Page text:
THE PLOT: Laurel Herbert married James Kirkland when she was 18, he was 21, and they had known each other for about 5 minutes…and after their dreamy year-long honeymoon, they separated. What happened? Innocent, religious Laurel walked in on her spymaster husband killing a man with his bare hands. Whoops. They’ve lived apart for ten years. Now, a feverish James is attacked and robbed on the street and carried unconscious into the clinic run by Laurel and her brother, Daniel (the next Lost Lord, natch). Laurel cares for James’s injuries and fever, but the malaria attack is so bad that he’s not in his right mind. In his dream state, he makes overtures to Laurel, who’s been celibate for 10 years, and…well, you KNOW she winds up pregnant.

This all happens in, like, the first two chapters, so I’m not giving much away. The bulk of the book is really about their reconciliation. This is all setup for trying again for the sake of the child. But how are they going to make two totally separate lives into one marriage? How can Laurel live with her beliefs and her husband at the same time? Oh, and Laurel has helped rescue a Jamaican girl from a slaver, so now the slaver is out for revenge and Laurel is in danger.

MY TWO CENTS: At one point, Laurel describes a gown as being “quietly elegant,” and that describes Mary Jo Putney’s writing as well. The majority of the book is people talking. While they talk, they often “frown thoughtfully” and “smile ruefully.” (Putney uses these terms A LOT in all her writing, not just this book.) There is some action toward the end of the book. On the whole, though, if you’re looking for mystery, constant danger, or humor, this is not the book for you. There are a couple of steamy love scenes.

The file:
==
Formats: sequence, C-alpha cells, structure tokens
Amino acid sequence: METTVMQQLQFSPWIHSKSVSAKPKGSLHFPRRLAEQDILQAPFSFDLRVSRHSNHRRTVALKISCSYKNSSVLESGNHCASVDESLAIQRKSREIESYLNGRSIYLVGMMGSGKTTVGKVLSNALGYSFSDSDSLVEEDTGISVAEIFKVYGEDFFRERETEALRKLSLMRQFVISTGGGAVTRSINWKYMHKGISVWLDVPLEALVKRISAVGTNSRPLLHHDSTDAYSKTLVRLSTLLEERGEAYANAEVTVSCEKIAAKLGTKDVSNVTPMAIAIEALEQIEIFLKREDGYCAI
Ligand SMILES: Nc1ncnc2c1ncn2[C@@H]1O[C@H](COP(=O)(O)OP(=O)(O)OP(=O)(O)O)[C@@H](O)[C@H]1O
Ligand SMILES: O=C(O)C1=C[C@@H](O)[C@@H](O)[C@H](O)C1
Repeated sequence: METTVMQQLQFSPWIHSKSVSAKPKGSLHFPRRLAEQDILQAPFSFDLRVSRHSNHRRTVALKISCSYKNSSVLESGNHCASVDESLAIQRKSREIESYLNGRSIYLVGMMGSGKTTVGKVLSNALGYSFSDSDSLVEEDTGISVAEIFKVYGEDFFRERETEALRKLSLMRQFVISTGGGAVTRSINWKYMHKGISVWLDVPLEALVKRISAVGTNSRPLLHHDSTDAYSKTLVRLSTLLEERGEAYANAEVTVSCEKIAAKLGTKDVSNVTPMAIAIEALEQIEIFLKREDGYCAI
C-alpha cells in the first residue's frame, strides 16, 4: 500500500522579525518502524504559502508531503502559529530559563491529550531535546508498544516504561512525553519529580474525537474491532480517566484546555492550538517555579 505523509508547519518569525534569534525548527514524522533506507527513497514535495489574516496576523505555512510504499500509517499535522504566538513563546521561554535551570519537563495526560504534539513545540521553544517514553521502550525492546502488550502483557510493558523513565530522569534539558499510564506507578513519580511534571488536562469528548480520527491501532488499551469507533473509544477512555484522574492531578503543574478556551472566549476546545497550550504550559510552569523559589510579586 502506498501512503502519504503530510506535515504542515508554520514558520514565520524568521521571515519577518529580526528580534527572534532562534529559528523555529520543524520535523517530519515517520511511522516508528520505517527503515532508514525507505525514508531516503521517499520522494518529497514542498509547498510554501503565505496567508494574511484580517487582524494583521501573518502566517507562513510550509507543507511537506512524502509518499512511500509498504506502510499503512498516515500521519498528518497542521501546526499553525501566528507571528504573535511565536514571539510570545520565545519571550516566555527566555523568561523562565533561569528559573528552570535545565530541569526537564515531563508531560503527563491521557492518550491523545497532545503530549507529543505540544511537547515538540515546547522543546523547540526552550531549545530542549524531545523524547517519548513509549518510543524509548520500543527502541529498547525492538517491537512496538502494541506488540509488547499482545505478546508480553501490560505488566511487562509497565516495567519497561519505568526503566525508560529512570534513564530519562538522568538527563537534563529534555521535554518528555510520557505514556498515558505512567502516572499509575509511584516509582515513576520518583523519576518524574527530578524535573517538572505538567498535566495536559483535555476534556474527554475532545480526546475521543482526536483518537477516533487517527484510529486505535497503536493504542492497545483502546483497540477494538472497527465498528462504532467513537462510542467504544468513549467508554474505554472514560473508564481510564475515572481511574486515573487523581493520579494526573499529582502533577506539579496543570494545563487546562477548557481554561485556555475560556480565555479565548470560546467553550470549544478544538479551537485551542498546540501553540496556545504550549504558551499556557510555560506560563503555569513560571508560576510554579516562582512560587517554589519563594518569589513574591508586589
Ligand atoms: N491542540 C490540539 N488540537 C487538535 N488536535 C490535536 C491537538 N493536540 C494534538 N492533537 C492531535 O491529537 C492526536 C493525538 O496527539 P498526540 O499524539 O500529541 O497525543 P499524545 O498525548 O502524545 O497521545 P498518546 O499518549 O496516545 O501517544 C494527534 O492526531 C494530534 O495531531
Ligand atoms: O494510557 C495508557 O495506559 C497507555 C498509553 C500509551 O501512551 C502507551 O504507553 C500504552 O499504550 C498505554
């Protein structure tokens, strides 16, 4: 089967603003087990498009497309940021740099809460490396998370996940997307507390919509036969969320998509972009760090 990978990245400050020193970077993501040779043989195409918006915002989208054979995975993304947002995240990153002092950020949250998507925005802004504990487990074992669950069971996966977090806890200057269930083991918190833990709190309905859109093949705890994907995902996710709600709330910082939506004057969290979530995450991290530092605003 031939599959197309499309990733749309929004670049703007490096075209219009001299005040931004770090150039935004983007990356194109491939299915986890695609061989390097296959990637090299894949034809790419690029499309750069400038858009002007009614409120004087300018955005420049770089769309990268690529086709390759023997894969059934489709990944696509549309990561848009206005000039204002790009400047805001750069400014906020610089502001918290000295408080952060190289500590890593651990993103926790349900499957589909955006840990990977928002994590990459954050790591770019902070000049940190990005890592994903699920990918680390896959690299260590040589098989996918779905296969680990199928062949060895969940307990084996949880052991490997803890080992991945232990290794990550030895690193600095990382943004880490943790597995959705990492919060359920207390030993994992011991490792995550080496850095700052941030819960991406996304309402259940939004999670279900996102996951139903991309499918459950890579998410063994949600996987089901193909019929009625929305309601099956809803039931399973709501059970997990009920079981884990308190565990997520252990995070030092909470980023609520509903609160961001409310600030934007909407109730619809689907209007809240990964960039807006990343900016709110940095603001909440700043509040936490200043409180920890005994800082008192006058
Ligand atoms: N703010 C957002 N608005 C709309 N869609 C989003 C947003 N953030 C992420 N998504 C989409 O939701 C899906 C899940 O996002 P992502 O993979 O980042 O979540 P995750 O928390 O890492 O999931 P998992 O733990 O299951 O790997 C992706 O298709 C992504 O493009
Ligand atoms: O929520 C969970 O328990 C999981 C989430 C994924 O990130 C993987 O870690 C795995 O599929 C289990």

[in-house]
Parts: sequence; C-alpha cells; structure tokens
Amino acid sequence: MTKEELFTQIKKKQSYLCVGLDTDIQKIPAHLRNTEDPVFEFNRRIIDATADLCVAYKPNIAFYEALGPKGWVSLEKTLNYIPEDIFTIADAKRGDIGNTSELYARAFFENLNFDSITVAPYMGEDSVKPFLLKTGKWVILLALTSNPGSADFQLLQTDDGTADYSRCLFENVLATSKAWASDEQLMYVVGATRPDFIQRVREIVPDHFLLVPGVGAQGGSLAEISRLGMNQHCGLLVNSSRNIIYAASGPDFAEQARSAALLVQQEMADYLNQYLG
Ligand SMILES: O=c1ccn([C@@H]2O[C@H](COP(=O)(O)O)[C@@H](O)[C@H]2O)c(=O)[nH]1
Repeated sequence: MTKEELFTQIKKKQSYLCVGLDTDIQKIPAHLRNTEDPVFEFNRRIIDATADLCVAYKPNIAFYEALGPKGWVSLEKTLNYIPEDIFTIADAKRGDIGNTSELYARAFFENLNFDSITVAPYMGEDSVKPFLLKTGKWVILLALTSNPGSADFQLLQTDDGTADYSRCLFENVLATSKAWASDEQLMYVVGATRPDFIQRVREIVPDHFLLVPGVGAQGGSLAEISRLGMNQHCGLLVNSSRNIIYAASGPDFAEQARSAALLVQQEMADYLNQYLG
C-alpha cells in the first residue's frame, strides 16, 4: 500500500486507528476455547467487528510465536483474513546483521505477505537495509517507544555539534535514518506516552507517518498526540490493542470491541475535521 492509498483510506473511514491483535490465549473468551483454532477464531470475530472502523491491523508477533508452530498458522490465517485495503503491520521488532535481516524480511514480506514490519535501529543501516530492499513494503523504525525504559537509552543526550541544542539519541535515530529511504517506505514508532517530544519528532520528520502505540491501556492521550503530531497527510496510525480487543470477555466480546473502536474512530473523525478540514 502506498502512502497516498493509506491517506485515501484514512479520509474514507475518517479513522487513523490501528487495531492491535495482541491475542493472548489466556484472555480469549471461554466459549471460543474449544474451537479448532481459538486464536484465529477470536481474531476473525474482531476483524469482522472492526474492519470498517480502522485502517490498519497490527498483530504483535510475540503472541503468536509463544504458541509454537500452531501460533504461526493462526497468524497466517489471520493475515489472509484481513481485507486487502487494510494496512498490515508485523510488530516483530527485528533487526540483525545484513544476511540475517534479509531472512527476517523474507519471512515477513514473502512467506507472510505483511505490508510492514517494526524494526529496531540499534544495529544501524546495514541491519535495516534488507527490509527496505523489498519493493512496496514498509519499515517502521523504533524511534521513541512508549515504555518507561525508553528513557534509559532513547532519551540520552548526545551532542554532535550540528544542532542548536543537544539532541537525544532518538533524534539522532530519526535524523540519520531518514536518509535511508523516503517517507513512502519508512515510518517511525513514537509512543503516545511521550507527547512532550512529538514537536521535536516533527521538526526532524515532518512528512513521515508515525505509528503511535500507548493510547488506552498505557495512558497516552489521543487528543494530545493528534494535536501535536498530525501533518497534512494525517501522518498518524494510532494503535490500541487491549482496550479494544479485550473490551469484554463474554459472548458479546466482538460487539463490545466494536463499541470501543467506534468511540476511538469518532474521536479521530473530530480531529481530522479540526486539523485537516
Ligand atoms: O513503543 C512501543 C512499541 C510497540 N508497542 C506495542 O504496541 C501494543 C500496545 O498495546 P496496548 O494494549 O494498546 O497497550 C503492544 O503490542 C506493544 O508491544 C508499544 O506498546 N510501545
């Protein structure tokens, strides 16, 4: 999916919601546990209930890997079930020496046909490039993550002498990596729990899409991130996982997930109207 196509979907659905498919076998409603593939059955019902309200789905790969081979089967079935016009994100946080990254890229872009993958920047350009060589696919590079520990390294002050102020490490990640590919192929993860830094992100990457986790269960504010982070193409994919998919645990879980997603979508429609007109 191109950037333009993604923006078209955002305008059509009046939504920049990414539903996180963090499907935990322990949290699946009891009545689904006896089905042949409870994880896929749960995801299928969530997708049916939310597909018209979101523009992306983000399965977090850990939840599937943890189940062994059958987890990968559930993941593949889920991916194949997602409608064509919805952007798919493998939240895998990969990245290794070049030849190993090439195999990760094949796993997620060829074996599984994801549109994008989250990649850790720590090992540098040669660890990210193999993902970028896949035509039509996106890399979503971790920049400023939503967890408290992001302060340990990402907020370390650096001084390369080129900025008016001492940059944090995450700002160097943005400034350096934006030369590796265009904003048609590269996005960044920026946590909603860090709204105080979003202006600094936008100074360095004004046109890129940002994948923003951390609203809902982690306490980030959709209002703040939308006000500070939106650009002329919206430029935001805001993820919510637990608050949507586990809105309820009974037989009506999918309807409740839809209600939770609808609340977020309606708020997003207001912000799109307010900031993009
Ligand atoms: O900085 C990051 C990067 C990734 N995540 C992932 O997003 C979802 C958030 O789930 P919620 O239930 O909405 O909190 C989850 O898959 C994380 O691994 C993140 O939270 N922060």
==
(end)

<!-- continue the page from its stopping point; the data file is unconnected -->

Super-shout-out to the absolutely fabulous scene of ALL the Lost Lords wives together, discussing Laurel’s problem. There’s almost a throwdown between Cassie of Book 4, No Longer a Gentleman and Sarah of Book 5, Sometimes a Rogue, over the former’s previous relationship with the latter’s husband. Continuity is nice in a series!

Otherwise, there was a lot of predictability here. You know from the summary copy and from the way the couple immediately, “accidentally” fall into bed together that a pregnancy is coming. I think, by the end, the reader can comfortably guess how Laurel will reconcile her issues with violence. The satisfaction readers will get from this book is from the journey, not the destination.

That said, I’m not sure romance readers will sympathize with Laurel. She’s kind of sanctimonious, and readers of the whole series are likely to side with James since they already “know” him. And unfortunately, modern readers are less likely to be shocked by violence. On the other hand,  imagine a marriage between someone adamantly for gun control and someone absolutely resolute about the right to bear arms. The debate about the necessity of violence is a timeless issue.

I can’t stress how glad I am that once James finds out about the pregnancy, his immediate reaction isn’t: “Whose baby is it, since I don’t remember having sexual relations with you.” I hate that plot device more than anything else in romance, and if that had happened, I wouldn’t have finished the book. I probably would have thrown it.

SPECIAL COVER NOTE: I have to give a shout-out here for how beautiful and relevant this cover is. Love of music first brought Laurel and James together, and it continues to get them through rough patches. And really, how many romance covers show a piano? A gorgeous piano? And the combination of colors…really, this is just a standout cover. I wish her sleeve weren’t dipping provocatively, but it’s a small gripe.

BOTTOM LINE: Not my favorite book of the series, but a good read for winding down in the evenings. Read it if you’re following the series, but Putney’s Silk and Secrets is a better “spouses who married young, separated for years, and found their way back to each other” book. I think we got introduced to two future Lost Lords in this book. Daniel’s book, publishing in August of next year, is Not Always a Saint. I’m assuming the one after that will be about the steamship captain we’re briefly and mysteriously introduced to.

TEACUP RATING: I give this book about three to three-and-a-half out of five teacups. Sort of an average to slightly above-average read, definitely not bad, but I don’t think this book on its own would hook new readers into the series.

ON SALE DATE: The book will be available in mass market paperback and ebook formats on August 26, 2014.

Note: Review is based on an ARC provided by the publisher via Netgalley in exchange for an honest review.